Altitude Sickness

altitude-sicknessEstes Park is located at 7,522 feet (2,293 m) above sea level. Altitude sickness, also called acute mountain sickness or AMS, can occur as low as 6,500 feet (2,000 m). While the textbooks might tell you that it is unusual for people to experience altitude sickness below 8,000 feet (2,400 meters), anyone who lives in Estes Park will tell you that it is a common occurrence here.

What Is It?

At higher altitudes, your body takes in less oxygen due to the decrease in air pressure. Your body probably won’t like that, and might rebel by experiencing the following symptoms, usually within the first 48 hours of arriving at high elevations:

  • Headache
  • Dizziness and lightheadedness
  • Shortness of breath
  • Lack of appetite, nausea, or vomiting
  • Fatigue and weakness
  • Difficulty sleeping

We’ve had altitude sickness more times than we’d like to remember. Some people describe it as being similar to a bad hangover, with a pounding headache being one of the most common symptoms. The headache can be even worse if you are susceptible to sinus headaches.


The best treatment for altitude sickness is to descend to lower elevation. For mild cases, however, that usually isn’t necessary.

Giving yourself plenty of opportunity to rest and drinking a ton (we mean a TON) of water are the next best things you can do. By a TON of water, we mean keep drinking until your urine is clear. That may mean half a gallon or more. Most of us aren’t hydrated enough as it is, and high altitude exacerbates that. So drink lots and lots and lots of water and mark all the restrooms on your map before you get here. 🙂 We can’t stress this enough! Water water water water water!!!

Avoid drinking caffeine or alcohol. Mild analgesics, such as Tylenol, can also help, but water and rest are your best bets. Keeping a bit of food in your stomach between meals is a good idea too. Altitude sickness will usually subside within a few hours, and mostly disappear within a day or so.


The best way to prevent altitude sickness is to ascend to higher elevations slowly. For example, if you are driving to Estes Park from sea level, you may want to spend a night or two in Denver.

Once you arrive in Estes, you should plan on avoiding exertion for the first day or so. You should also wait until later in your trip to drive over Trail Ridge Road in Rocky Mountain National Park (which has a high point of 12,183 ft [3700 m]), or to climb any mountain peaks.

And, most importantly, you should drink lots and lots and lots and lots and lots of WATER! Drink water until you can drink no more! That alone can prevent altitude sickness.

Who Can Get It

Altitude sickness can affect anyone, even pets! No one can predict who will get altitude sick and who won’t. Physical fitness, age, and gender don’t make a bit of difference. Different people’s bodies just acclimatize at different rates. The faster you ascend to high altitude, the more likely you are to experience altitude sickness.

Is It Serious?

Usually, altitude sickness is not serious, but in rare instances, especially at very high altitudes, more serious, life-threatening conditions can occur, such as High Altitude Pulmonary Edema and High Altitude Cerebral Edema. We won’t go into the details of these, but the likelihood of your experiencing either of these conditions in Estes Park is very rare.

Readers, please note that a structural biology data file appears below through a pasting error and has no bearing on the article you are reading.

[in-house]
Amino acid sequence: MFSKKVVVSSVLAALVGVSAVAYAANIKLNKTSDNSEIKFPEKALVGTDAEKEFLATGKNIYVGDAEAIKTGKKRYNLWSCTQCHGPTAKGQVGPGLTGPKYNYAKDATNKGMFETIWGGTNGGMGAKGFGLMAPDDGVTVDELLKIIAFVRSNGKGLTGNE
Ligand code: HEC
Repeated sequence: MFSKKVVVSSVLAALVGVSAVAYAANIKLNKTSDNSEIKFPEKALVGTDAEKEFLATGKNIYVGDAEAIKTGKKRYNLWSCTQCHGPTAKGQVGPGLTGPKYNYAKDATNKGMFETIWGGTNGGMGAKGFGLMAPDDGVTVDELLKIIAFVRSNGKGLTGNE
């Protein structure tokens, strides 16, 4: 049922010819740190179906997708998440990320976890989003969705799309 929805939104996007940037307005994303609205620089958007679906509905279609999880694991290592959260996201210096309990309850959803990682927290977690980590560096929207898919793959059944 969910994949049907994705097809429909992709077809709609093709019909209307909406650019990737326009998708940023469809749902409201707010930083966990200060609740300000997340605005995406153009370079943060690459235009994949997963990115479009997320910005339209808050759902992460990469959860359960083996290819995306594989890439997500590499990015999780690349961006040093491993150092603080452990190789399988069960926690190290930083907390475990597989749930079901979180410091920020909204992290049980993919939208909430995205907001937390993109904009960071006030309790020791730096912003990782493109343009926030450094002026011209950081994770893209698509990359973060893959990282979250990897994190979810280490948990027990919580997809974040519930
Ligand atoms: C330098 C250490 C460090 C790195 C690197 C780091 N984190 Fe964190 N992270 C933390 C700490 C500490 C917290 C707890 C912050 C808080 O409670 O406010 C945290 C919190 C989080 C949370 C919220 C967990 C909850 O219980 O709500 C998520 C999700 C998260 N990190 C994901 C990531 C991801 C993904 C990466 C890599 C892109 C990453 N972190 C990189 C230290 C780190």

If you decide to drive across Rocky Mountain National Park, however, you will be going to a much higher altitude. Be aware that if you experience symptoms much worse than those listed above, such as confusion, inability to catch your breath even at rest, gurgling breaths, frothing coughs, blueness around the lips or fingernails, or swelling hands and feet, SEEK MEDICAL ATTENTION! If you are unsure, SEEK MEDICAL ATTENTION!

What About Other Illnesses?

You should also be aware that if you have any pre-existing medical conditions, these can be exacerbated at high altitude. Anyone with heart problems, high blood pressure, history of stroke, etc. should speak with their doctor before going to high elevations, particularly those found in Rocky Mountain National Park.

Please pay attention to your body, and do not overdo it! It is best to be safe than sorry! We have had the unfortunate experience of trying to revive people who ignored their symptoms. Please be aware of what your body is telling you. If in doubt, seek help.

4 thoughts on “Altitude Sickness”

  1. my husband has COPD and on oxygen at night, also sometimes during the day. We are planning to go to Estes Park soon. Do you advise this?

  2. I have copd. I’m a truck driver who travels across the Rockies on both I-70 and 80. I cannot breath up there! I’m okay driving but even the shortest walk to a rest area leaves me panting for air. Also my both calfs and ankles swell up to the point that I can’t get boots on. Another common symptom for me is that I monitor my blood pressure daily per doctors advice. My blood pressure is ALWAYS higher at 6000 and above

  3. I can feel myself getting less oxygen and it gets worse the longer I am at high elevations.
    After 5 days at about 8,000, I get light headed and actually pass out. My doctor told me to try Diamox (a prescription) for three days starting the day I get to Colorado and it would prevent the lightheadedness. I haven’t tried it yet but hope it works.


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